Medley is a member of the United Way Palmetto Society, has volunteered with The Family Effect for several years and is active at her local church, Earle Street Baptist Church. At Canal, she finds new ways to engage the employee population with the Greenville community. Canal celebrated its 80th anniversary in 2019, and Medley led the “80 for 80” campaign, during which employees joined together to provide 80 acts of community service in March, supported by a financial donation from Canal. The impacted local charities included the Greenville Humane Society, Habitat for Humanity, Meals on Wheels, Friends of the Greenville County Library, Triune Mercy Center and the Ronald McDonald House.

What is your favorite book that you would recommend reading?

“Bossypants” by Tina Fey

A fun read that never gets old.

Who was your most influential mentor?

My mother was and continues to be my most influential mentor - as a leader in the HR profession herself, she’s always willing to lend an ear or give advice - and as a mom myself, I try to emulate her in the way that I love, encourage and guide my own children, Layton (4) and Gibbs (2).

What advice would you give a young woman who is interested in starting a career in your field?

Always remember to treat people the way that you would want to be treated and don’t be afraid to try new things. I’ve often found that opportunities happen when you step up to lend a hand, share an idea or ask to be included as an opportunity to learn - do these things as often as the opportunities arise.


Heather Mitchell




Industry: Architecture

Years in this industry: 26

Years in this role: 14

Fourteen years ago, Mitchell took the helm at BOUDREAUX, leading diverse teams of architects and designers that have helped shape the landscape and character of properties throughout South Carolina. Her commitment to excellence and community is showcased in her resume of pivotal projects, including the University of South Carolina’s new School of Law, the Cathy Novinger Leadership Center for Girl Scouts, the recent renovations at Richland libraries and Clemson University’s Douthit Hills Student Community. Working hand in hand with organizations, institutions and local businesses, she is driven to lift up a client’s vision through responsible and forward-thinking design, and she works to plan and create spaces that foster community pride.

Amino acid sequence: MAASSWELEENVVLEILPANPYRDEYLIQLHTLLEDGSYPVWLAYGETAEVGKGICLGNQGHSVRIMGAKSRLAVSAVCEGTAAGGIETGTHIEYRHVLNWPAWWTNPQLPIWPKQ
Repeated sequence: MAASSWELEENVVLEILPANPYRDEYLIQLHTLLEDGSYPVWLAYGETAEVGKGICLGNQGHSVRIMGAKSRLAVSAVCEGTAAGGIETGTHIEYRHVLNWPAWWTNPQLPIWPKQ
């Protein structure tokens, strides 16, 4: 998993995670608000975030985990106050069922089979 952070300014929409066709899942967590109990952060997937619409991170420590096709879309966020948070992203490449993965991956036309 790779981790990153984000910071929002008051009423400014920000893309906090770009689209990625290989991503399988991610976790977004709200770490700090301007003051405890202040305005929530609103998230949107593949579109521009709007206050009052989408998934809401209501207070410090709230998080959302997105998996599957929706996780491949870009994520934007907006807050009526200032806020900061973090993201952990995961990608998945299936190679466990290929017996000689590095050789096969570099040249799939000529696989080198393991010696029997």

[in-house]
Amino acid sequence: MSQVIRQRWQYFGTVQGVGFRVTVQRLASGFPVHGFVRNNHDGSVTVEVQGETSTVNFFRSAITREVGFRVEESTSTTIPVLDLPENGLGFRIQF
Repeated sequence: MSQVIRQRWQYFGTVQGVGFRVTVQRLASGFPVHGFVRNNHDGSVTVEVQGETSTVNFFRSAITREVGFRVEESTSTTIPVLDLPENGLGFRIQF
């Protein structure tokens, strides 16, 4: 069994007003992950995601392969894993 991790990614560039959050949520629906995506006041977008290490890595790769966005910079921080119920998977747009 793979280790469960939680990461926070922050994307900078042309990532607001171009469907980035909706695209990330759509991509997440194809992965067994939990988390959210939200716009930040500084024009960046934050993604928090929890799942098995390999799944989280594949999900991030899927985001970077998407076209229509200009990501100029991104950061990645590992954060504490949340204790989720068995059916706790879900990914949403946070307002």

Her talent and specialty is taking raw vision and manifesting a monument to that idea, according to her nominator, Rachel John, the marketing director at BOUDREAUX. Her current and recent community involvement includes the Columbia Chamber and City Center Partnership executive committees, the Liberty Fellowship Class of 2017, the Midlands Business Leadership Group and One Columbia for Arts & Culture.

Leading a team of mostly women, with a ratio of 2:1 at the firm, she is dedicated to finding talented women and nurturing their careers. Her mentor program gives employees opportunities to learn from experts in their fields and get advice from principals at the firm on career growth, and she has fostered an environment at the firm that encourages a healthy balance between work and home.

What is your favorite book that you would recommend reading?

“All the Light We Cannot See” by Anthony Doerr

Who was your most influential mentor?

John Boudreaux, our founding principal who retired in 2012. I joined the firm fresh out of graduate school and John supported and encouraged my growth as a young professional, all the way up to entrusting me to carry on what he began. Providing me opportunity after opportunity, he taught me so much about the value of cultivating relationships that still guides me today.

What advice would you give a young woman who is interested in starting a career in your field?

Soak it in and seek it out! The joy of the architecture profession is that every project is different and we are always learning. Ask questions, seek to understand how a construction detail gets built, ask to join in on client meetings and visit construction sites, get involved in community and professional organizations, engage in design conversations. The more leadership you take on, the more you will be given.


Christina Moir


SagePoint Valuation


Industry: Real Estate/Commercial Services

Years in this industry: 16

Years in this role: 12

Moir has successfully operated her commercial appraisal company for 12 years. During her career, she has valued well over $1 billion in commercial real estate in South Carolina, North Carolina, Georgia and Alaska. She has appraised more than 3,000 properties and worked for numerous national, regional and local clients. Most recently, she has been hired as a commercial valuation expert for the Department of Justice and testified as an expert witness in federal bankruptcy court.